It was only China before that supported Pakistan. Now we have Saudi Arabia, Malaysia and Turkey, three major countries rallying behind ‘beleaguered’ Pakistan. One need not fathom deep to find the Islamic angle to it. As many Indians, mainly the BJP supporters, celebrated the gala event in Houston, Modi’s tango with maverick Trump might have left a bad taste in the mouth for many. Should we have concurred in communalising terrorism? It may be good for domestic audience for electoral purposes, but will it wash internationally with major Islamic countries like Saudi Arabia and Turkey. The answer is no, as all Muslims are not terrorist, and all non-Muslims are not peace-loving.

At any rate, Indian diplomacy has gone into overdrive to contain the damage. The PMO has rushed the go-to man Ajit Doval to Saudi Arabia to assuage their hurt feelings, if any, and retrieve them to our side. As his wont, Modi has retaliated Erdogan and Turkey by courting all his main rivals. Soon after Erdogan’s statement in UNGA, Modi met the heads of States of Ankara’s rivals – Greece, Cyprus and Armenia, on the sidelines of the meeting.

He also met Greece Prime Minister Kyriakos Mitsotakis, whose country is locked in a bitter dispute with Turkey over who should control islets in Aegean Sea. Greece also has been supporting Cyprus against Turkey and it has been blocking Turkey’s membership of the European Union.

Then Modi met Cyprus President Nicos Anastasiades and his Armenian counterpart Nikol Pashinyan — the countries which have issues to settle with Turkey. These meetings with Turkey’s two neighbours that have had long-standing issues with the country may be interpreted as a hint on how India may respond if Turkey continues with its pro-Pakistan stance.

Let us recall, Armenia maintains that the deaths of hundreds of thousands of Armenians within the Ottoman Empire from 1915 occurred as a result of exile policies implemented by the Committee of Union and Progress government of the time, and thus constitute genocide. Turkey accepts that massacres took place, but vehemently denies allegations of genocide.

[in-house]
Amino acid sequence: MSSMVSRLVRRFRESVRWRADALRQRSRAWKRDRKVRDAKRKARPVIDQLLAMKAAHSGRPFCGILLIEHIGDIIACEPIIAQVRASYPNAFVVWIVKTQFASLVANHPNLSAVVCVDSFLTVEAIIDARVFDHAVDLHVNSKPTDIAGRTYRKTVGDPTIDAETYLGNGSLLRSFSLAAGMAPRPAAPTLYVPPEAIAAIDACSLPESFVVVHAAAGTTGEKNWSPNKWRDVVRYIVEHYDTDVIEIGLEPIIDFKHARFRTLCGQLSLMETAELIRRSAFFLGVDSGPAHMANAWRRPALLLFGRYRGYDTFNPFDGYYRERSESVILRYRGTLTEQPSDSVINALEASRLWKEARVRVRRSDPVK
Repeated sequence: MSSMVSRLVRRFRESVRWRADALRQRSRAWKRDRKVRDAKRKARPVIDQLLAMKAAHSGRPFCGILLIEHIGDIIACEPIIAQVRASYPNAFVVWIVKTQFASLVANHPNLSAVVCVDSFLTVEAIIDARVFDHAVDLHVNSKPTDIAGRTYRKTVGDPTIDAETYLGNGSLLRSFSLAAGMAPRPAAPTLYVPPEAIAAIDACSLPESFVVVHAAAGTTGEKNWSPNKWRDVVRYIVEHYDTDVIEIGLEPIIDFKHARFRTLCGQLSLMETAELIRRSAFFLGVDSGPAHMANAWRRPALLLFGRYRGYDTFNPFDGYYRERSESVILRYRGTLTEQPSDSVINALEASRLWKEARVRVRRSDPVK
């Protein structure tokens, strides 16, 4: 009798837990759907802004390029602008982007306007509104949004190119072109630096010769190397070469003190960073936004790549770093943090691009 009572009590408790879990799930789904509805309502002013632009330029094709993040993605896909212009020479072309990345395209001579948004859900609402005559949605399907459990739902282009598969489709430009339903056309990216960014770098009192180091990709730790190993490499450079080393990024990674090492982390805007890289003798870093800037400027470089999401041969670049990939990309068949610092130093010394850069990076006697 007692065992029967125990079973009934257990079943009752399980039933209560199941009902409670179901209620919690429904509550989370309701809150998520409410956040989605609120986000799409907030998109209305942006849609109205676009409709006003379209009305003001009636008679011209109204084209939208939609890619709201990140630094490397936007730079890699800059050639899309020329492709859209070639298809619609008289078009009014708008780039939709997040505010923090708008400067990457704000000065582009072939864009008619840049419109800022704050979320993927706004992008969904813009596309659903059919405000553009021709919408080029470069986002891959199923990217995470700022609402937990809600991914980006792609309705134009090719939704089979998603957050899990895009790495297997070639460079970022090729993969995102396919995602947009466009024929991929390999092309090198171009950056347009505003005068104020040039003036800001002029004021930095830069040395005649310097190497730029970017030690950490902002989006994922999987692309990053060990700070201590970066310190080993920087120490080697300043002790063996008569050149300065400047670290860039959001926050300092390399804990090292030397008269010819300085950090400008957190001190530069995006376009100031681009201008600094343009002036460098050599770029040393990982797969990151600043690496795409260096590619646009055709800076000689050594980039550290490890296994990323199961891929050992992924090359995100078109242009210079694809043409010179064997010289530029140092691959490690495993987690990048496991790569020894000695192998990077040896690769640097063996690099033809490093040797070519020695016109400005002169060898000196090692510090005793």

Following a coup backed by Greece, Turkey invaded the northern front of the Mediterranean island of Cyprus in 1974, and has been the main backer of the breakaway Turkish Republic of Northern Cyprus, which is only formally recognised by Turkey. Efforts to resolve the issue with involvement by UN and EU have failed in the past. During his meeting with Anastasiades, Modi reiterated, “India’s consistent support for the independence, sovereignty, territorial integrity and unity of Republic of Cyprus”, a position which is certain to infuriate Erdogan.

Malaysia’s reaction is not known yet, except BJP’s social media asking people to boycott Malaysian goods etc and disparaging the oldest head of State in the world. BJP supporters say that Mahathir at this age of 94 seems to have lost his mental faculties and so on. These are emotional reactions. One should probe deeper why Malaysia went the Pakistan way.

To conclude, New Delhi needs to engage more with countries like Malaysia, Saudi Arabia and Turkey. All the three have achieved a degree of decent development and are resource-rich. One need not alienate these by alluding needlessly and mindlessly to Islam. The ruling party’s domestic political imperatives need not be met at the cost of our national interest. BJP accused the Congress of appeasing Muslims in relation to Israel; it is doing the same by anti-Islamic rhetoric for domestic consumption. One just hopes it is being inadvertently done.

 

…INFA

 

The writer is Prof. International Politics, JMI.